New York governor Andrew Cuomo is urging the exemption of mugshot photos and arrest booking information from public disclosure under New York’s freedom of information laws. This is understandable, given the impressive montage that might be made from mugshots of one-time Cuomo aides, advisors, and associates now on their way to prison, but it nevertheless raises serious civil-liberties issues around press freedom and public information—and it seems like yet another gubernatorial pander toward the Democratic Party’s crime-coddling Left.
Cuomo isn’t the only politician moving in this direction. Virtually the entire Democratic presidential field has embraced it to one degree or another, as has every elected Democrat of note in New York. And Cuomo is typical of the state party’s establishment. He long ago embraced sanctuary-statism. He has turned a blind eye to the wholesale theft of mass-transit services—that is, fare evasion—that cost the MTA $215 million last year. He’s on board with the refusal of most New York City district attorneys to enforce laws against the public use of illegal drugs, and he strongly backs the legalization of marijuana. He hasn’t said a word about the de Blasio administration’s effective abandonment of quality-of-life policing in the streets, or about the need for discipline in public schools.
These positions are rooted in the left-wing notion that “social justice” must take precedence over criminal justice when enforcement of certain laws falls disproportionately on favored demographic groups. It’s the doctrine of disparate impact, along with its cousin in the public schools, restorative justice—together, the two concepts are turning conventional standards of accountability on their head.
In practice, disparate-impact theory and restorative justice leave public spaces more dangerous and dysfunctional because criminals remain on the streets and disruptive students aren’t removed from classrooms. The irony: members of protected minority groups who obey the law and behave in class are disproportionately harmed by peers or classmates who don’t. The rest of the city suffers, too—witness Upper West Side and Union Square residents chipping in to hire private security guards. Cuomo’s opposition to mugshots is the latest variation on this theme, given the demographics of crime in New York. If we can’t avoid arresting people, he seems to be saying, let’s at least try not to embarrass them.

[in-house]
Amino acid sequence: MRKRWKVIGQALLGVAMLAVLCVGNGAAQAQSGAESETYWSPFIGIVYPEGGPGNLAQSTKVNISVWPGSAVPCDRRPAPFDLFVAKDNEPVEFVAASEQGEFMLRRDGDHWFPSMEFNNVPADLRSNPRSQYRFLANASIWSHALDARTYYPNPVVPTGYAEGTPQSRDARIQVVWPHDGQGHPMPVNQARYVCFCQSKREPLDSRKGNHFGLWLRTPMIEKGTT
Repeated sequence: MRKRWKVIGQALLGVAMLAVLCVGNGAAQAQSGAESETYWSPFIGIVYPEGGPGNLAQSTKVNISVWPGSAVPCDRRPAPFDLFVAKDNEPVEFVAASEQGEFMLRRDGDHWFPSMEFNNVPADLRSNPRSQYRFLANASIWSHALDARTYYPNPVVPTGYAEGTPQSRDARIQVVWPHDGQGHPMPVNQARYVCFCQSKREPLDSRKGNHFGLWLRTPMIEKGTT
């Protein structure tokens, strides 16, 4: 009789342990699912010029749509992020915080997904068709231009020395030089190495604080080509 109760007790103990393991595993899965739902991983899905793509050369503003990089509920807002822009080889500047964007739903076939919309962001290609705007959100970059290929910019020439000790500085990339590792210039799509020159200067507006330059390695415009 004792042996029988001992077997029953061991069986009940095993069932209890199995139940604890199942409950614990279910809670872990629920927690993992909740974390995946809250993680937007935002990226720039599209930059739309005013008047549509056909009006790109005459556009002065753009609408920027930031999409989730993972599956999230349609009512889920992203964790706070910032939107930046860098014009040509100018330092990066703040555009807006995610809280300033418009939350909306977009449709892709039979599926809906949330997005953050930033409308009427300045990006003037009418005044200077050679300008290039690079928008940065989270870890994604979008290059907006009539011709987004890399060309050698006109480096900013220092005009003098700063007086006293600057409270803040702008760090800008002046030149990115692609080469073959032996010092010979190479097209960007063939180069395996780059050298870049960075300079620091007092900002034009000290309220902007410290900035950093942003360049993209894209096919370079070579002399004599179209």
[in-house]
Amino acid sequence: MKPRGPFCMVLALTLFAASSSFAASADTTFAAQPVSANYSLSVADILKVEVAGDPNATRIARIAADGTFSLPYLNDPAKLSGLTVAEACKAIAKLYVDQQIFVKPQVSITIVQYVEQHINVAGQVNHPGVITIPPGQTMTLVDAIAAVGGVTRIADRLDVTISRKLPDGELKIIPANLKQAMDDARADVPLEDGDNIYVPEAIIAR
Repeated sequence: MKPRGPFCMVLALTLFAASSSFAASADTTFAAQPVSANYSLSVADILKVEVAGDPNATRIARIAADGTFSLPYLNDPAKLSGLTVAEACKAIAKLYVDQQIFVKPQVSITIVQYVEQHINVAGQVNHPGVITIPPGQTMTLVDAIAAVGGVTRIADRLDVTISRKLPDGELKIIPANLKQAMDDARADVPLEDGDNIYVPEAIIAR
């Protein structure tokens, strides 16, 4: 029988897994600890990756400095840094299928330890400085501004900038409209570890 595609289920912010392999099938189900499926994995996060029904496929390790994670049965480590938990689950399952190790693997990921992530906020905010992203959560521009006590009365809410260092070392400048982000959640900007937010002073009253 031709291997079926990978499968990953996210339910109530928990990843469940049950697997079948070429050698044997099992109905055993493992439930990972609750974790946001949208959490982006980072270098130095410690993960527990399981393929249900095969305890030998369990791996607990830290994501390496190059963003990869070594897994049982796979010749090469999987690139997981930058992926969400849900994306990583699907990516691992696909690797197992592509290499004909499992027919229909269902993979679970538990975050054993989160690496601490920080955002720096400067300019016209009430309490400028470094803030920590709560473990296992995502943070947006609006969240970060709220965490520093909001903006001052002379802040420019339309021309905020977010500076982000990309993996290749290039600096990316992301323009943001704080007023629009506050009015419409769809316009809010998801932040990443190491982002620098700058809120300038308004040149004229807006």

It’s a bad idea. Barring the public release of arrest and related information is not only a step away from long-standing tradition; it’s also a move toward corrupt law enforcement, to say nothing of Soviet-style secret arrest and prosecution. And it would deprive communities of necessary crime and public-safety information.
Cuomo’s mugshot proposal underscores a retreat from diligence when law enforcement clashes with politicized issues of race and ethnicity. The governor and his fellow progressive Democrats have much to answer for in this regard—especially since their devotion to political correctness is having tangible effects in other areas.
Cuomo’s recent State of the State message contained not one word, for example, about enhanced law-enforcement as a component in Albany’s so-far-losing effort to combat opioid abuse. To the contrary, Cuomo fulsomely praised his own efforts to reduce prison capacity—even as opioid-related overdose deaths are setting records and criminal gangs smuggling Chinese-produced artificial opioids are becoming more muscular in the nation’s cities, especially in the Northeast. It’s probably no coincidence that New York’s opioid problem began spiraling toward an epidemic around the same time that the state repealed, incrementally, its mandatory drug-sentencing laws—though that’s an argument certainly open to debate. What’s beyond doubt, though, is that mandatory-sentencing laws fell heavily on African-Americans, which helped initiate the “disparate impact” controversy and essentially foreclosed new criminal laws tailored to opioids.
Send an illegal opioid supplier off to prison? If Cuomo has his way, you won’t even be allowed to put his picture in the paper.
Photo by Scott Olson/Getty Images